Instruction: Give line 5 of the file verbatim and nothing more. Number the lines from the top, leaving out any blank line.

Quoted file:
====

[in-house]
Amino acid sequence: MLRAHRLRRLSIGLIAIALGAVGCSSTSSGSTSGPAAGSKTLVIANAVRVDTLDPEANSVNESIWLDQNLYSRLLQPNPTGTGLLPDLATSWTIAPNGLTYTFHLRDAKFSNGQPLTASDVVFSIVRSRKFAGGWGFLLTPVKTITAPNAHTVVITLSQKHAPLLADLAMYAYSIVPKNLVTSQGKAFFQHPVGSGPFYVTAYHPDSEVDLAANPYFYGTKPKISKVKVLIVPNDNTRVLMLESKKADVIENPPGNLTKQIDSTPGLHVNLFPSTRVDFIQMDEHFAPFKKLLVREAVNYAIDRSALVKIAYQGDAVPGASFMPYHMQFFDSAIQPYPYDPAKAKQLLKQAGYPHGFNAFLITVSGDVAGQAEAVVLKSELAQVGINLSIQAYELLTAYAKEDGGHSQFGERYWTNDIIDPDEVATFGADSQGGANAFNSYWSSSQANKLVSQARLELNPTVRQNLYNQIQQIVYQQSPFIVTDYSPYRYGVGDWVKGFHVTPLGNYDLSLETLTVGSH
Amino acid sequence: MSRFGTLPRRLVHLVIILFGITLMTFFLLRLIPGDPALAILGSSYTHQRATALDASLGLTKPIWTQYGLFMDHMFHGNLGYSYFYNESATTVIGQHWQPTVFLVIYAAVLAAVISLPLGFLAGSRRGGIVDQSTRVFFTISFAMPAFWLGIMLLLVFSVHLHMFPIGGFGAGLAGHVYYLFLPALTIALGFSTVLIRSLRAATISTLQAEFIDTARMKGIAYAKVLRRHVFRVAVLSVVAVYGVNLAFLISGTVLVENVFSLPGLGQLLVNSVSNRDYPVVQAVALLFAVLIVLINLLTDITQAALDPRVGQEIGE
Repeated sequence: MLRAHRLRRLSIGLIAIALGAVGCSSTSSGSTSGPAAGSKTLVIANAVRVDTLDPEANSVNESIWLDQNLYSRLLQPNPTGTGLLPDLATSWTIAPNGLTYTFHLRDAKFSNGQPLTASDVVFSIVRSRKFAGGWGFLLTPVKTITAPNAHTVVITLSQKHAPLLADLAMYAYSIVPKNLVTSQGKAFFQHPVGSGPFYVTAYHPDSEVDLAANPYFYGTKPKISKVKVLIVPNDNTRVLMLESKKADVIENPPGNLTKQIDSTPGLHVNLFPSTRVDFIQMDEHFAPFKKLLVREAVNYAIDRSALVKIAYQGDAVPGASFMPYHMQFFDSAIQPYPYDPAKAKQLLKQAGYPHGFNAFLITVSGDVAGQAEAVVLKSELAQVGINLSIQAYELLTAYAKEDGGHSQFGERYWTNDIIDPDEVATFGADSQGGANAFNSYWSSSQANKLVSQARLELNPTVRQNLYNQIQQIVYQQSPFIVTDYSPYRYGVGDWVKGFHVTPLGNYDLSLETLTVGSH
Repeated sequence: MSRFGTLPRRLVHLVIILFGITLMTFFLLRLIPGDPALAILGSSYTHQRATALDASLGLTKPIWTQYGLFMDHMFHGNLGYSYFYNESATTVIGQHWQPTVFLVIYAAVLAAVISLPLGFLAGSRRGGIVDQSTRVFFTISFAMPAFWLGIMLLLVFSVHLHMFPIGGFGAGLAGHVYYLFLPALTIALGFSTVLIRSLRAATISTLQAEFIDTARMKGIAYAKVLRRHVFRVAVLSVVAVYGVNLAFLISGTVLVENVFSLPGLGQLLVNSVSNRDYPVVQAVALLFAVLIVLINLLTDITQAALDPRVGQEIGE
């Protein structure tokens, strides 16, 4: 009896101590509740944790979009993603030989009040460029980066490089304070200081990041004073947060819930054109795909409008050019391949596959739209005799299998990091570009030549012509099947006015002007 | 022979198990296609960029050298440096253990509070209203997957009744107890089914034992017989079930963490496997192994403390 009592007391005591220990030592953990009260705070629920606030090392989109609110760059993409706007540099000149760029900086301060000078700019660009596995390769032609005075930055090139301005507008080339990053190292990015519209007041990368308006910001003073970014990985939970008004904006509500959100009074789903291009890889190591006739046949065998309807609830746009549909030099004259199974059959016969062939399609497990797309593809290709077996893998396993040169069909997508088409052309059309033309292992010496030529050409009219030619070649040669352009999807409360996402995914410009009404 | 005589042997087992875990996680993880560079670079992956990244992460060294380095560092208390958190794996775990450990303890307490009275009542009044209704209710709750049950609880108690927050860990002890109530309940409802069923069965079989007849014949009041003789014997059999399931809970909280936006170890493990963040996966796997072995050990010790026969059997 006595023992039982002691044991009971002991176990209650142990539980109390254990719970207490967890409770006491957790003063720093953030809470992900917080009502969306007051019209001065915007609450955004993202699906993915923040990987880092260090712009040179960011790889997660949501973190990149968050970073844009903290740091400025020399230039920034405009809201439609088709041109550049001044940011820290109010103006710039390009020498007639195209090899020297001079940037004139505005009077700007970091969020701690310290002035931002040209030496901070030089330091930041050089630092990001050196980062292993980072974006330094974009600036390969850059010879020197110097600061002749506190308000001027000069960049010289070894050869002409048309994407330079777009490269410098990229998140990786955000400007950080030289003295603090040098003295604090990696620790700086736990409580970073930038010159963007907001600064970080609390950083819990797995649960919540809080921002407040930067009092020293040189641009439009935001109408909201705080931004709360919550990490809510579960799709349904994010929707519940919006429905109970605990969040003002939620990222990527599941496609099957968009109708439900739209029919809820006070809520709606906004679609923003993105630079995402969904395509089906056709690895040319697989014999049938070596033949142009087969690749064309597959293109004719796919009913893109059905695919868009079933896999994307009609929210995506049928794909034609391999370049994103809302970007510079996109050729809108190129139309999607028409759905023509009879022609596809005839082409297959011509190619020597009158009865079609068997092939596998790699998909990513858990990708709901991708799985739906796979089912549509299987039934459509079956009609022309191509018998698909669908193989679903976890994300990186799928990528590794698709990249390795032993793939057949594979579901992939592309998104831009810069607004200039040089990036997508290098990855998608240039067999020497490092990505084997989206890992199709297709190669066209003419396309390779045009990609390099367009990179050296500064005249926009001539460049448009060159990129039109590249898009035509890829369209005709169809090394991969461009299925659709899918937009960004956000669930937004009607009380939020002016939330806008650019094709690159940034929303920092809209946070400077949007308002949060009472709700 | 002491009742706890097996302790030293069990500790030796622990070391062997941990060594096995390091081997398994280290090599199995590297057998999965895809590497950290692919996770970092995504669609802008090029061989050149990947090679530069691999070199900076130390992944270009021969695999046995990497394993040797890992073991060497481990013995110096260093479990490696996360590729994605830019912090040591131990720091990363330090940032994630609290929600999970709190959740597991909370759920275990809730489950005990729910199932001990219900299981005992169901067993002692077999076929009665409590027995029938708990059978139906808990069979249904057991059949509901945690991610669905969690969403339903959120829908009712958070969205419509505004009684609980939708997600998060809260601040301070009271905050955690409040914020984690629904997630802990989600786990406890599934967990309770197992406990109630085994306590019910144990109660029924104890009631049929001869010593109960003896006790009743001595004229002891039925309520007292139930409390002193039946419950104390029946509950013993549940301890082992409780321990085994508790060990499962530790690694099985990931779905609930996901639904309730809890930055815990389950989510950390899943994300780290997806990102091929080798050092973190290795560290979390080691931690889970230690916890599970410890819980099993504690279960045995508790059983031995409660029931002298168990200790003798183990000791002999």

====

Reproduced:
Repeated sequence: MSRFGTLPRRLVHLVIILFGITLMTFFLLRLIPGDPALAILGSSYTHQRATALDASLGLTKPIWTQYGLFMDHMFHGNLGYSYFYNESATTVIGQHWQPTVFLVIYAAVLAAVISLPLGFLAGSRRGGIVDQSTRVFFTISFAMPAFWLGIMLLLVFSVHLHMFPIGGFGAGLAGHVYYLFLPALTIALGFSTVLIRSLRAATISTLQAEFIDTARMKGIAYAKVLRRHVFRVAVLSVVAVYGVNLAFLISGTVLVENVFSLPGLGQLLVNSVSNRDYPVVQAVALLFAVLIVLINLLTDITQAALDPRVGQEIGE